Tuesday, April 5, 2011

Sunday Church Views

Sunday dawned foggy, a gray so thick it felt slimy. I couldn’t even see the gate at the bottom of the property.  But by 9:00 it was burned off and there was clear blue sky without a single cloud.

It seemed like a good day to go to the top of one of the two churches that flank the town and have spectacular views. I wasn’t feeling very energetic, I’ve had a little bout of stomach-ugly, probably from eating far too many mangos and bananas.  I fixed breakfast and joined Natalia on the landing where they have a picnic table and an umbrella. As good as some of the food is around here, nothing beats my own cooking. I had lefto-over guacamole so ate that with tomato slices, a scrambled egg and (yet another!) mango. We chatted a bit and she showed me a website with all the San Cristobal activities that are going on. I have Google’d San Cristobal several times but never found that site.

Guadalupe church.

By 1:00 I was hiking up the long flight of stairs to the Guadalupe church on the east end of town. I didn’t enter the church as they were having Mass. Indeed the views from there are beautiful. One can see the entire valley, distant houses on mountainsides, and all the mountain-subsiding which indicates extensive earthquakes over a long period of time. I’m pretty sure there is a fault line just east of the house. It appears to be a rock quarry, but on closer examination, the mountainside has collapsed in several places, and people have taken advantage of the exposed rock by mining it. Further east of the city is farmland and more houses. It’s very lush and looks like it’s probably farmed year round.

At the base of the staircase, vendors sell food and lots of ice cold drinks. I saw little plastic cups with something that resembled large olives in amber liquid. It was a fruit, new to me, called tejocote, swimming in orange liquor. It had an interesting rubbery skin, a large corrugated seed, and very little “fruit”. What I paid for was the liquor!  I liked it much better than the ‘nanchas’ I got in Patzcuaro last fall that tasted like mediocre cheese. It’s no wonder some fruits reach international audiences, like mangos, while others languish in the place of their birth.

Closeup of Church
Natalia told me about a coffee museum. I found it, but it wasn’t open. Neither were the Jade or Amber museums. Walking around town, I noticed a lot of posadas, inexpensive hotels, for about $10 a night, some with private baths, some shared. All said they had hot water 24/7. Cheap hotels must have a reputation for cold showers.  Most also had TVs and Internet. They looked inviting, with clean patios, beautiful flowers, and little outdoor tables.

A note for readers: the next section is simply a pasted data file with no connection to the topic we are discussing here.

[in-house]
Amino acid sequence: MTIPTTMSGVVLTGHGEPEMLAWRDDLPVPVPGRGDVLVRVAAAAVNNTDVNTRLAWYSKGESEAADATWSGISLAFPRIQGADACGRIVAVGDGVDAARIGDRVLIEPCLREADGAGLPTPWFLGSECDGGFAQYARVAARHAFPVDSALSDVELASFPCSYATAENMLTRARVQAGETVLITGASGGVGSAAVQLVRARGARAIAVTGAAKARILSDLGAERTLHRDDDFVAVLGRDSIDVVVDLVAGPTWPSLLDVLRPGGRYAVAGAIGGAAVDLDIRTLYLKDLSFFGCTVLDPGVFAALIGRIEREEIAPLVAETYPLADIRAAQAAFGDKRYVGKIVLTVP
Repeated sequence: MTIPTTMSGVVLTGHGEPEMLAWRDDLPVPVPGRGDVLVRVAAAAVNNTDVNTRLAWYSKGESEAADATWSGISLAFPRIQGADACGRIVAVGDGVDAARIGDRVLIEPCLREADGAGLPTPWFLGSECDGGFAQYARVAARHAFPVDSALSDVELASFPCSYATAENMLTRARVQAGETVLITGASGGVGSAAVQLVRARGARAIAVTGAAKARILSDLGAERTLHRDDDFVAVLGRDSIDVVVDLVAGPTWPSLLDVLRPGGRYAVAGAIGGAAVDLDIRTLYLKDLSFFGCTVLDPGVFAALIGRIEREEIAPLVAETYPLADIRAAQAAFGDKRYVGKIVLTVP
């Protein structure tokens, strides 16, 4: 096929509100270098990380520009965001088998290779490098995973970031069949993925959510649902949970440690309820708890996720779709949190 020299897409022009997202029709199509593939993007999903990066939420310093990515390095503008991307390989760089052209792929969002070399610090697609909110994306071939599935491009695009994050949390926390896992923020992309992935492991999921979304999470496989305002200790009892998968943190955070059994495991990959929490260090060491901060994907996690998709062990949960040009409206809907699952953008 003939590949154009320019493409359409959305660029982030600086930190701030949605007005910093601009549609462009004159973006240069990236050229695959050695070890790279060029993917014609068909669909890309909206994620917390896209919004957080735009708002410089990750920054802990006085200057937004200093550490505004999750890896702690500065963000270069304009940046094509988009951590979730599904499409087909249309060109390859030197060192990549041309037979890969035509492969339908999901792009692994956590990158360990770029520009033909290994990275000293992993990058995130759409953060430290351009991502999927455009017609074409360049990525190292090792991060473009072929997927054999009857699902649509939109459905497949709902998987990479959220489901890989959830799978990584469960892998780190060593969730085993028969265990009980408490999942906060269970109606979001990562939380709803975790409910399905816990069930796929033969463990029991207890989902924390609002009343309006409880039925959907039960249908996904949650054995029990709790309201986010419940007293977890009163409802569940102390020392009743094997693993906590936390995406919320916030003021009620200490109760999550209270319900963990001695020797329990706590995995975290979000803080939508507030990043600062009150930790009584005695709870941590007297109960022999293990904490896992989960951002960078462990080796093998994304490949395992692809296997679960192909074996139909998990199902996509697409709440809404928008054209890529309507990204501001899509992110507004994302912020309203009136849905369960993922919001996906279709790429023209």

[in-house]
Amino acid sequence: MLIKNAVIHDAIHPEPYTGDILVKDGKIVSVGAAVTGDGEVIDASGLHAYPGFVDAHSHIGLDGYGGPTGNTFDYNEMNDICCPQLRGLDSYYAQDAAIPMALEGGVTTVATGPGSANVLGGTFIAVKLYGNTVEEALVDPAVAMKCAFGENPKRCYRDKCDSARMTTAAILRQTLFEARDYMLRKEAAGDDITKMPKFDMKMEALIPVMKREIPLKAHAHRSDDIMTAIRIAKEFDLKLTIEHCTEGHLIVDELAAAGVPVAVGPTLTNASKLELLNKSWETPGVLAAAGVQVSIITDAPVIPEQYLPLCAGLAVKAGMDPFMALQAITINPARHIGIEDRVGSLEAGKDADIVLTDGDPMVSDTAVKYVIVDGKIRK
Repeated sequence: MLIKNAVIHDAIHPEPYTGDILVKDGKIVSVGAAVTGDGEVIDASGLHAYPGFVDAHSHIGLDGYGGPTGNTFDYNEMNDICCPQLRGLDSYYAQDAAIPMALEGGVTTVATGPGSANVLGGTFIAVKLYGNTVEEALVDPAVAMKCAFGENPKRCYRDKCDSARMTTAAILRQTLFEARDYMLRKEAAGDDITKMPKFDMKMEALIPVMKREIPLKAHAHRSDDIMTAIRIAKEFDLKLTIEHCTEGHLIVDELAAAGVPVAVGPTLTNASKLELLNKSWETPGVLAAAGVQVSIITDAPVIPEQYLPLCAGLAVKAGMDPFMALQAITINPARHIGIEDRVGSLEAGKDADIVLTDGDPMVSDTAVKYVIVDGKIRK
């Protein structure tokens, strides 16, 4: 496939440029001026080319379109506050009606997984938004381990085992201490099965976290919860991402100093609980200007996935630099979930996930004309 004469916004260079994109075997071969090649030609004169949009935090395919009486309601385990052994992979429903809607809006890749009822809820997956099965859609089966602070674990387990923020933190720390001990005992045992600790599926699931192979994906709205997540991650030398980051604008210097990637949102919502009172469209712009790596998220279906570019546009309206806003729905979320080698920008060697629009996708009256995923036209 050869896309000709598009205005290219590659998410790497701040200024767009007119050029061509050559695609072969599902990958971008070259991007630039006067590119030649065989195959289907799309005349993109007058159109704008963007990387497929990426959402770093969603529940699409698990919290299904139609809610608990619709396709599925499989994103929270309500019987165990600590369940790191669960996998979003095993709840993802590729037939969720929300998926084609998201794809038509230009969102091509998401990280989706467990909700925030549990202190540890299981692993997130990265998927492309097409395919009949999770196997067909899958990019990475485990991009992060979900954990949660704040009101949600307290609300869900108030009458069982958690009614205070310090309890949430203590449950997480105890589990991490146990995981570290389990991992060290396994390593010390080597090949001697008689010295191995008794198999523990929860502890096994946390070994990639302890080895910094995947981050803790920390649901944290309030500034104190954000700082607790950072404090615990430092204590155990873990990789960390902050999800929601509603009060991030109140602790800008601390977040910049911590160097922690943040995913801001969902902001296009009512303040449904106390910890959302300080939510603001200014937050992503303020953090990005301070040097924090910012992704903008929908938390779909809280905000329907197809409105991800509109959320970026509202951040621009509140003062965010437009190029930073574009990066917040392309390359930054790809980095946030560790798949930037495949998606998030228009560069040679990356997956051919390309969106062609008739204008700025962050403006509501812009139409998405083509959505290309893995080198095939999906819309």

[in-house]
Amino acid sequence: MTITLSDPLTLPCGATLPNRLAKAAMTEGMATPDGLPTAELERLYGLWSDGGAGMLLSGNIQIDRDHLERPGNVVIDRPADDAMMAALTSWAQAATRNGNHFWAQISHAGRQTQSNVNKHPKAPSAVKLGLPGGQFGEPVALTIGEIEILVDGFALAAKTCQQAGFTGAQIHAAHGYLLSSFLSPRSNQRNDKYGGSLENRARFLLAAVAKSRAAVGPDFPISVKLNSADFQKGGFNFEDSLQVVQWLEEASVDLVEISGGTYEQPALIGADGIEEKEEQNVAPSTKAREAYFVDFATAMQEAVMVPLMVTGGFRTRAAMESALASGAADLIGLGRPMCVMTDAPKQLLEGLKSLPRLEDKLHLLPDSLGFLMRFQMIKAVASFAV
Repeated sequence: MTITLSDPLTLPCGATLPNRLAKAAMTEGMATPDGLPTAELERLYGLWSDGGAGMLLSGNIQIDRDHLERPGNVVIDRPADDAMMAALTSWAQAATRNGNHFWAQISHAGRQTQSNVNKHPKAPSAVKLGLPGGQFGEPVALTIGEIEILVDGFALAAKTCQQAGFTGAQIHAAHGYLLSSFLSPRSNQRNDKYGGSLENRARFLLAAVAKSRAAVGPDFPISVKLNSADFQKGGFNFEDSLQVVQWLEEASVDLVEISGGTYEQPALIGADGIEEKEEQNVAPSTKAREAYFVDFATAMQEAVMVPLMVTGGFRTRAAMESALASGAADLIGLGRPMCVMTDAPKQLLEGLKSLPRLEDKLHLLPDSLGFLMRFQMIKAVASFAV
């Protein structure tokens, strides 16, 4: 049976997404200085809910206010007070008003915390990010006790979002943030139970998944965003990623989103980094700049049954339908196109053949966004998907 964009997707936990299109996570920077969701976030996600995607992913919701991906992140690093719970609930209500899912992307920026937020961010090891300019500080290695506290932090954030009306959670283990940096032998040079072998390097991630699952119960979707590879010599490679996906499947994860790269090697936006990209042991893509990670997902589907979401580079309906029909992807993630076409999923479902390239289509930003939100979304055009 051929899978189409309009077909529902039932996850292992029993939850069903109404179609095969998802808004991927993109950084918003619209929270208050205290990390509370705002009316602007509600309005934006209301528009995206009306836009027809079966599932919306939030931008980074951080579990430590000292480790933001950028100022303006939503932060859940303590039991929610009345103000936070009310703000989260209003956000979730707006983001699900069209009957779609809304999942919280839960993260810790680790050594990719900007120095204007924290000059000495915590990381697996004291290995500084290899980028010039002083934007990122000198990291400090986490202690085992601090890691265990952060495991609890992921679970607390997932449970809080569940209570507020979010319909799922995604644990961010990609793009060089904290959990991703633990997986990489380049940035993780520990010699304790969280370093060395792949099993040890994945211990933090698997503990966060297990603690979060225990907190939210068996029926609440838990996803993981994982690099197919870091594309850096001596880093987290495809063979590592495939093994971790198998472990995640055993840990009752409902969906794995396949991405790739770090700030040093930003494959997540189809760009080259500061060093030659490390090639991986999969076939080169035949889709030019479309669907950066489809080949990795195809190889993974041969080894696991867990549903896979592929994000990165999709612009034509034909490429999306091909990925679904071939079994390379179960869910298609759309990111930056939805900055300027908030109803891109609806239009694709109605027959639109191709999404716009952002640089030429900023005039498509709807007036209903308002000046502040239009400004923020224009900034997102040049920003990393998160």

It was so pleasant, a bit breezy, a few clouds but certainly didn’t look like rain. I sat in the park on a bench for about an hour watching the locals peddle their woven handicrafts and strung seed beads. A cute little girl, about three years old, in a pink dress, kept coming up to me and offering me purses. I’m not sure how successful she is selling them, but she’s learning her life’s work at a very early age. 

It was interesting to wander the streets on a ‘dead’ day, when most everyone is with their families or in church. Many businesses were closed. I really thought the center of town would be bustling on a Sunday but that wasn’t the case for Saturday either. There was no entertainment in the plaza area. It’s just the opposite of San Miguel where the Centro is awash with people and music on weekends.

I wandered through a sewing store and was amazed at the variety of material, threads, and decorations available for making clothes. They even had feather boas of every color and type imaginable, gold and silver trim in dozens of styles, and millions of cards of buttons and zippers. I don’t think I’ve seen a store like that since I was a kid and we shopped for material in Denver.

Guadalupe Street

It might seem like a rather boring day, but there are always interesting things to observe. On the buses, for instance, there are the Cah-Doh boys. The bus driver is usually a mature man, in his thirties or forties. I am convinced they drive the same bus every day because some buses are decorated with a favorite Saint’s statue, fake flowers, material, beads, etc, while others have shrines to Elvis, or the Rolling Stones. Music varies from bus to bus, some rock and roll, the country-western version of Mexican music, salsa, or deeply religious songs. One fellow must have been very religious, he had the radio tuned to a preacher rambling on in that classic passionate preachy voice telling us we needed to find El Senor or we would perish. In addition to the driver, there is usually a young man or even a boy as young as 11. They are the Cah-Doh boys. They hang out the door singing Caaaah-Doh to everyone they see. It’s short for Mercado. Sometimes an elderly lady, or just a little family will be way up the hill, they’ll wave, and the bus will wait and wait for them to come down. When everyone is on board the boy will bang on the side of the bus to let the driver know. Then he swings up onto the step until he sees more people who might want the bus to stop.  As we disembark at the market, he collects the 5 peso fee from everyone. The younger the boy, the more responsible he seems to be. It’s quite a prestigious job for kids like them, and they attract a lot of girls their age.
Typical outdoor cafe

I got home just as the clouds began to spit. The evening cooled off quickly with a long cold rain, and I went to bed early after downing a couple of Pepto Bismol tablets, which, thankfully, in Mexico have a licorice flavor instead of the usual gaggy bubble gum. I don’t know what’s in it here, but it works miracles when the belly is acting up.

Flowers everywhere!

View from the Church hilltop.